What about Edison's original moving tape? Well, compare that to the phonograph and to magnetic principles, and you come up with the tape recorder. Now compare that with television—there's your VCR.
There is no limit to the number of things a skilled mind can take account of all at once, because results of many comparisons can be combined into one concept and treated as a unit. Regarded as a mental skill, this would be called range. The more skilled your thinking, the broader your range of thought. The basis is knowing the exact definition of every word you use, which means knowing the essential which forms the concept, the sensory basis of the concept, and where it fits with your total knowledge.
Is this a demand for omniscience? To take account of everything, must you know everything? To see that this is not so, ask your preschool child a simple little question: "How big is everything?" The answer will not be accurate, but the response will make the point. There will be one. The child knows, in some form, that there is an everything. Children do not think that this house is the only one, that these parents are the only ones, that this street is the only one. They may know little of the others, but they know that there are others.
That is what range as a skill does: it treats the unknown as a subdivision of the known. It recognizes that time is limited and it cannot know everything, but keeps the unexplored territory as part of the mental map, so it can be taken account of. The question it asks about the unknown is not, "Must I know it?" The question is: "How do I find out about it if I need to?" One takes account of the unknown by knowing where it is, and how to find out about it if necessary.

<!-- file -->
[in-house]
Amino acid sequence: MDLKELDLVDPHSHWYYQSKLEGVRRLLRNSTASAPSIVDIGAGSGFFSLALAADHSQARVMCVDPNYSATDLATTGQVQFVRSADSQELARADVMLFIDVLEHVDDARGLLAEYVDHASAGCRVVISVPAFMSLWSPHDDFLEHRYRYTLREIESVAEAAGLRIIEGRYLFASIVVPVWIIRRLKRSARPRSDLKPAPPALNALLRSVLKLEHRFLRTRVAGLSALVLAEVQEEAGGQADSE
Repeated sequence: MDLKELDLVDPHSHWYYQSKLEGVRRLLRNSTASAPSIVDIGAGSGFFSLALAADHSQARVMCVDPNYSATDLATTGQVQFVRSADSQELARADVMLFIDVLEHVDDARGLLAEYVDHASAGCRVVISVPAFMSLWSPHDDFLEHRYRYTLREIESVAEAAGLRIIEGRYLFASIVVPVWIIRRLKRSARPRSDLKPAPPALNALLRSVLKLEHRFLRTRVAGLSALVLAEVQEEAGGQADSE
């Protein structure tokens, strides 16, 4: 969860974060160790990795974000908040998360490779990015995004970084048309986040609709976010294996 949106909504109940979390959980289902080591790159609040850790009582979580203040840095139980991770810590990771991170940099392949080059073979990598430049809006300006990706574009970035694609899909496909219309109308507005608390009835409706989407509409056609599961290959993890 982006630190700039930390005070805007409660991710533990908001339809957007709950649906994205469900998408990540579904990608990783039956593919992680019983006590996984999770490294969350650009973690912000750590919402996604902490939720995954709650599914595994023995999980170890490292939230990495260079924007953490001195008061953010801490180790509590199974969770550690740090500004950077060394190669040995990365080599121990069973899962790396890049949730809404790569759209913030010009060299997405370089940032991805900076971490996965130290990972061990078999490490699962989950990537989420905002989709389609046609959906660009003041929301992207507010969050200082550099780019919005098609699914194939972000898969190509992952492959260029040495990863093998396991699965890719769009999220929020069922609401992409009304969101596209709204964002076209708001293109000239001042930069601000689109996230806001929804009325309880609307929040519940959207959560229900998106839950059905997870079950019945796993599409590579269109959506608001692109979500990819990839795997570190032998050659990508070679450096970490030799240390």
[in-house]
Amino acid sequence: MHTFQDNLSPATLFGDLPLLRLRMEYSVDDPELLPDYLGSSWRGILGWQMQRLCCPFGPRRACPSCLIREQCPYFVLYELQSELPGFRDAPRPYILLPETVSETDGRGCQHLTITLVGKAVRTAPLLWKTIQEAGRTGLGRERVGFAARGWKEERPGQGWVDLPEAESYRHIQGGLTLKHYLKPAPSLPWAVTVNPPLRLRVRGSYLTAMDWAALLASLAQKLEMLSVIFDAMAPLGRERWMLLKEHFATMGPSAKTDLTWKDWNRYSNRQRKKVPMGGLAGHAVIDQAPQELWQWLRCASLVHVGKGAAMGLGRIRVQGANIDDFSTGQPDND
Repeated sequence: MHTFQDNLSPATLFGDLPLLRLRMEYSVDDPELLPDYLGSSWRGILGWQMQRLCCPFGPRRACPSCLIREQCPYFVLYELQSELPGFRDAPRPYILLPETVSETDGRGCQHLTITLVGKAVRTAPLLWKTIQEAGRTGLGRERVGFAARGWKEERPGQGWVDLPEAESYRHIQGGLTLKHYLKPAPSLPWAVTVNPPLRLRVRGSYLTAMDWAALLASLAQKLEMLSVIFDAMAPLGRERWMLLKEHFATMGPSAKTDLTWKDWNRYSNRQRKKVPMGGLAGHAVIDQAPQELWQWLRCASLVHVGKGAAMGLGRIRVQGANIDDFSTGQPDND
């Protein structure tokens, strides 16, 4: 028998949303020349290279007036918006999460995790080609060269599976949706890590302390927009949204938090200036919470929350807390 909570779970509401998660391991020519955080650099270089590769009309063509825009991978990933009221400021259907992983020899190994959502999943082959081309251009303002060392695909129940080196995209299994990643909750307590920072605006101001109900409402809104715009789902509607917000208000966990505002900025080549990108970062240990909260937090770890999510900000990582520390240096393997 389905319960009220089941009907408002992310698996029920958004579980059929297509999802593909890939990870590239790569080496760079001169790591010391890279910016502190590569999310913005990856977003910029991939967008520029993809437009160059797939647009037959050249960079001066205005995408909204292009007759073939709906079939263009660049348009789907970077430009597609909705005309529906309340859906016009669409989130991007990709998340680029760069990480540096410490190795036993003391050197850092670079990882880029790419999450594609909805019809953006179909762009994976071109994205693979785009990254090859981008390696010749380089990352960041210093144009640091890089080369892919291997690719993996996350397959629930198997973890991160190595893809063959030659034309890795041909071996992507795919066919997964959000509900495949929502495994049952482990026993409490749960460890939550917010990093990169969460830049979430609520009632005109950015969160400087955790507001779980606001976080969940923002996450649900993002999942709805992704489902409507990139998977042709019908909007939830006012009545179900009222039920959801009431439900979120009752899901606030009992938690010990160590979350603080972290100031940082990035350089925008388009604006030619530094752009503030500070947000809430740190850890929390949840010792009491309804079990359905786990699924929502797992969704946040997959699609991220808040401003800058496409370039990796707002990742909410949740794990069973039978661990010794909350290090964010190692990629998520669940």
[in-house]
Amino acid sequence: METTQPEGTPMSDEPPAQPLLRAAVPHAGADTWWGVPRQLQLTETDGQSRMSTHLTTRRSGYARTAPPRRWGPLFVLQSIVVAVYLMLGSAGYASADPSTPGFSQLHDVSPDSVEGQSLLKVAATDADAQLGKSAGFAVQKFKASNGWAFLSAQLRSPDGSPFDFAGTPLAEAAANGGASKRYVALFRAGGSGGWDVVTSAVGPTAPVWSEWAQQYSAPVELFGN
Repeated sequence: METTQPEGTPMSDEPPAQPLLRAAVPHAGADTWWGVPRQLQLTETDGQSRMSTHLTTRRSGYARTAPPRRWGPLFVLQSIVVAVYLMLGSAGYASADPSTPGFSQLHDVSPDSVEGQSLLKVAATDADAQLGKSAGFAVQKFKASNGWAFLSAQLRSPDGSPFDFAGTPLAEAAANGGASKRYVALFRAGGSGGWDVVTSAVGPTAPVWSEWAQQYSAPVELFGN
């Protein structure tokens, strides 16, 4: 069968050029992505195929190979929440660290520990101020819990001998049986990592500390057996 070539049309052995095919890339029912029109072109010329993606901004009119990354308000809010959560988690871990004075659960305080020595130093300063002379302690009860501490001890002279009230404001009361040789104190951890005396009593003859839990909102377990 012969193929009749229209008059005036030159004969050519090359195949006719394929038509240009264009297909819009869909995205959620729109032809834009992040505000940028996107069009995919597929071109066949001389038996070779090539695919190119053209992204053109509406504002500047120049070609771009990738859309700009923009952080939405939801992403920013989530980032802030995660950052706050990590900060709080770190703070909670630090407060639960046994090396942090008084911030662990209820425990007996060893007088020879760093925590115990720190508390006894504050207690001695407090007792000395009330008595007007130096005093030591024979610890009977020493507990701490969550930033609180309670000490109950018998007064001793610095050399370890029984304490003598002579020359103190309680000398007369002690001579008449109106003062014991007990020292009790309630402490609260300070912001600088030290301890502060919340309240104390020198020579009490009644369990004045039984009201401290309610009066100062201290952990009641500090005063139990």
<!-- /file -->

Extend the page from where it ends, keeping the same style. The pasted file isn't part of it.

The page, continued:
To the skilled mind, the unknown is always the not yet known. There are relationships not yet seen, so the question is how to see them. There are discoveries not yet made, so the question is how to make them. There are areas not studied, so the question is how to know when they need to be studied.
Increasing the range of the mental zoom means learning to take more things into account with the same amount of effort. Increasing the power of the zoom means developing the skill of holding a detail in vivid central focus while staying aware of the relationship of that detail to everything else. To see the basis for this skill, think of the difference between accuracy and precision.
Here's a fully accurate but not very precise statement: "My computer is between an inch and a yard high." The height in, say, millimeters is included but not specified. If I were to zoom in on a measurement, then it would be precise, while my original statement would still be accurate. The relationship between the two would be fully preserved, the precise contained within the accurate.